Those jobs go unfilled because the positions don't carry a high enough wage for people to sustain themselves, according to Dawn Boulanger, the local director for the Workforce Development Board. The economic advisory, planning, and policy board formed to oversee the use of federal, state, and city funding in local economies.

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"The problem that we have more in SLO is not people that are looking for work and can't find it. They can find work; they can't find work that pays adequate wages for them to live here or they can't find work that meets their skill or ability level," Boulanger said.

While the unemployment rate is low for the county, the underemployment rate is high.

The Workforce Development Board released a report this year that highlighted key industry clusters, job quality, talent, educational characteristics, and commute patterns. It's a way for the board to evaluate new opportunities and challenges for workforce development in the county.

According to the report, underemployment means that someone is working in a position below his or her qualification level. That can be someone who is overqualified for his or her position—maybe he or she has a bachelor's degree but is working as a bartender—or someone who found part-time work but is searching for a full-time position.

Boulanger said underemployed workers usually have higher skills, more formal education, and more experience than their current job requires. These workers are typically involuntarily working in a field that differs from their education and earning 20 percent less than their previous job. Underemployment rates also include those who may not be making living wage, might not be working full time, and may not have access to health insurance.

"Our most recent data is showing us that 9.1 percent of middle-skilled workers are either involuntarily working part-time or are working in a position below their qualification level," she said of the county. "That's about eight times the statewide average, which is 1.1 percent."

Making ends meet

Paul Schmitt is a fitness trainer and educator who moved to the Central Coast in 2002 to work toward getting a master's degree in kinesiology from Cal Poly. Schmitt enjoys helping people obtain a healthy way of living because he said a person's health is something that's unique to them.

"You take your health with you everywhere you go. So if you can be healthy and take that with you, you're going to be able to go more places," he said.

FITNESS EDUCATION Between Paul Schmitt's personal fitness business, working at Kennedy Club Fitness, and teaching a class at Cuesta College, the trainer works at multiple places each week. - PHOTO BY JAYSON MELLOM
  • Photo By Jayson Mellom
  • FITNESS EDUCATION Between Paul Schmitt's personal fitness business, working at Kennedy Club Fitness, and teaching a class at Cuesta College, the trainer works at multiple places each week.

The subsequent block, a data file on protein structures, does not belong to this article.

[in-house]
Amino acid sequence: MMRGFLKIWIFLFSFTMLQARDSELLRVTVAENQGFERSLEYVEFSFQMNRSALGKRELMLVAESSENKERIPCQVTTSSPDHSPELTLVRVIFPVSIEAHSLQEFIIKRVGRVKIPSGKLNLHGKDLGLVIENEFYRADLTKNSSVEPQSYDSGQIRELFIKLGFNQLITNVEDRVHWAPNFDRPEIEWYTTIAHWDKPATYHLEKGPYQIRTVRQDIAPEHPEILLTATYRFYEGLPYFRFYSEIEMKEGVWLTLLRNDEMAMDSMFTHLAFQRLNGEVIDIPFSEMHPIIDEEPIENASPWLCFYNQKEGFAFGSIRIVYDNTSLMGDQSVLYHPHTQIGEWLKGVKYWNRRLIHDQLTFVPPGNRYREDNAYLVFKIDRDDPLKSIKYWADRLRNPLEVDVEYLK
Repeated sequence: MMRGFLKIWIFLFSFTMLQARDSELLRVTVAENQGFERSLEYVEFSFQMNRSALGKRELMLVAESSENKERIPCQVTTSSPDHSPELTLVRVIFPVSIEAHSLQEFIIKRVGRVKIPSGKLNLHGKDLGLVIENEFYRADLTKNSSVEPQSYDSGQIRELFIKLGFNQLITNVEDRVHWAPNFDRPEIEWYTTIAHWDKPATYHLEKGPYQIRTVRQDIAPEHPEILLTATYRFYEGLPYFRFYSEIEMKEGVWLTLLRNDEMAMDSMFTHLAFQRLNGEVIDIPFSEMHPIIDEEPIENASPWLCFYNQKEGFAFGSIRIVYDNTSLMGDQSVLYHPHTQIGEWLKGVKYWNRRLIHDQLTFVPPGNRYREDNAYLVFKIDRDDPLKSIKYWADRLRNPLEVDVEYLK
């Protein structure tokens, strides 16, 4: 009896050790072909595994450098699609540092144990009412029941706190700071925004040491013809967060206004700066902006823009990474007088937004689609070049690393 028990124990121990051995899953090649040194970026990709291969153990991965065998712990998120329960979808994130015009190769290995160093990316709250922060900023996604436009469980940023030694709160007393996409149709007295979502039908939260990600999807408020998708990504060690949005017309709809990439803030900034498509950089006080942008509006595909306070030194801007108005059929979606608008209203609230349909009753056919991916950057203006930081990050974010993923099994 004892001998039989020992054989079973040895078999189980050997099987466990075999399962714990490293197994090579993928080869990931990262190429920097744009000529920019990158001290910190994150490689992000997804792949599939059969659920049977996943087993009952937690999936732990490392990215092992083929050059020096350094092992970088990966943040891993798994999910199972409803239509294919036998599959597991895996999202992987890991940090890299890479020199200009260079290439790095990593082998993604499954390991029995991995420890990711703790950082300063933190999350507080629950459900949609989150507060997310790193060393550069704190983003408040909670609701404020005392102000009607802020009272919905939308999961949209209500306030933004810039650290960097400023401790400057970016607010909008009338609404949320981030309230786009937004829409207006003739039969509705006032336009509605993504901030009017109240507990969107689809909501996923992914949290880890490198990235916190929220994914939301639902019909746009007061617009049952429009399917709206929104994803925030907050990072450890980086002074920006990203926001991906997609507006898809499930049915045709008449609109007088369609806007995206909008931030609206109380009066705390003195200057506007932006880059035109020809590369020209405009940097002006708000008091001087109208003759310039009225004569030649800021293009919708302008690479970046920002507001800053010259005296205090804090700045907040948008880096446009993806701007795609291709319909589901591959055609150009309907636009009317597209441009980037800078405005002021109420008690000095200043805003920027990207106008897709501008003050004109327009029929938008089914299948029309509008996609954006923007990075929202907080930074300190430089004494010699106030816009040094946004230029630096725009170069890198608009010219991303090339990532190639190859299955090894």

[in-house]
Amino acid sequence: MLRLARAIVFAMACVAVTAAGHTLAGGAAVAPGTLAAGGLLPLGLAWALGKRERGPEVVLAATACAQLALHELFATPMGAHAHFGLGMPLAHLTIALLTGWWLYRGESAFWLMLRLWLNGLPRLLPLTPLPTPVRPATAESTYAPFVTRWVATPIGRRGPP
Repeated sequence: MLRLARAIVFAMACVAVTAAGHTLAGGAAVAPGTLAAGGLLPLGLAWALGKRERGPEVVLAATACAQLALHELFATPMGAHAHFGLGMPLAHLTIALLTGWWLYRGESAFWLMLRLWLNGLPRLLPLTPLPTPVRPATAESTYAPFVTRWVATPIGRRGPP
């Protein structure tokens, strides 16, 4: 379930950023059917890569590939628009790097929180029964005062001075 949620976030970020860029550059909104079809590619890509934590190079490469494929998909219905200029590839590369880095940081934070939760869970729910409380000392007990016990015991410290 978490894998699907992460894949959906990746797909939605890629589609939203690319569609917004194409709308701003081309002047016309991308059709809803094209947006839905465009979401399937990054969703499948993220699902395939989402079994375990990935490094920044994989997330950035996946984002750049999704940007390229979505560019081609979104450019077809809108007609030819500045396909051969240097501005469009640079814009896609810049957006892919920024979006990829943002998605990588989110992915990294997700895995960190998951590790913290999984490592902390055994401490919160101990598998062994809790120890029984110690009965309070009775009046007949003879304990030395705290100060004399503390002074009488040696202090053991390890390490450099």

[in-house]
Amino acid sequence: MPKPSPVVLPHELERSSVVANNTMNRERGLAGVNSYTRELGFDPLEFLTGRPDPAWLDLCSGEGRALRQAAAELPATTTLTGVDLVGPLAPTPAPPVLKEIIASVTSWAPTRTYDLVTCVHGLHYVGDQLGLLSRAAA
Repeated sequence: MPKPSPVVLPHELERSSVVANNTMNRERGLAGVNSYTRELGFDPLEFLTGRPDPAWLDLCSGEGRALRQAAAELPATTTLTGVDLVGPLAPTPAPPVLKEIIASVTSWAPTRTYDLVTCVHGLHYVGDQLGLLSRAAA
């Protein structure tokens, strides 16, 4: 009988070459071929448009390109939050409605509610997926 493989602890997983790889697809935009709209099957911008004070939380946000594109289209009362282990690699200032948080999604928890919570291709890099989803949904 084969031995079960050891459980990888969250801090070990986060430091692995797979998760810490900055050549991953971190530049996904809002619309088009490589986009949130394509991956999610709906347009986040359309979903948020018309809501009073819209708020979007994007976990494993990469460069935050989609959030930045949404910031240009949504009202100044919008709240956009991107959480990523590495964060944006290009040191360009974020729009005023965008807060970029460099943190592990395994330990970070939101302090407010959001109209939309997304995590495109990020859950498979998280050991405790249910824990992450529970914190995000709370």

Naturally, he fell into being a fitness coach while he was going to school, earning his degree in 2005. But after spending some time on the coast, he realized that he didn't want to leave.

"Once you're here, you get to hike, bike, surf, and it's just stunning all the time. You just want to stay, and that's what I did," Schmitt said.

In order to stick around and make a living, Schmitt continued coaching fitness as a trainer at Kennedy Club Fitness, started training from his personal business Farm Fit SLO, and teaching a fitness course through Cuesta College.

On a typical Monday, when all his cylinders are firing, Schmitt starts his day around 5:45 a.m., going from clients at the gym, to his home, a client's home, taking a break for lunch and class preparation, going to teach two classes at Cuesta, and getting home for the evening around 8 p.m.

For now, Schmitt's schedule works out for him because of the flexibility.

"It would be great if I worked full-time at Cuesta for sure, but I'm somewhat ADHD so it's nice to travel and not stay in one place for too long," Schmitt said. "My wife has always said that my job has always fit my personality or my personality fits my job extremely well."

Eventually, he said, he would prefer to have a full-time job at the college because he would get a defined teaching schedule each semester and gain the benefits that a part-time educator doesn't have access to.

Schmitt falls into the underemployment category. While he voluntarily holds multiple jobs and it works financially, eventually he would prefer to have one job and one steady stream of income.

According to the Workforce Development Board, San Luis Obispo County supports more than 122,800 jobs, with an average yearly income of $56,049. The local average is less than both the state and national averages of $78,217 and $66,029, respectively.

Wages differ in the various employment fields throughout the county. Boulanger said the board looks at three tiers of job categories.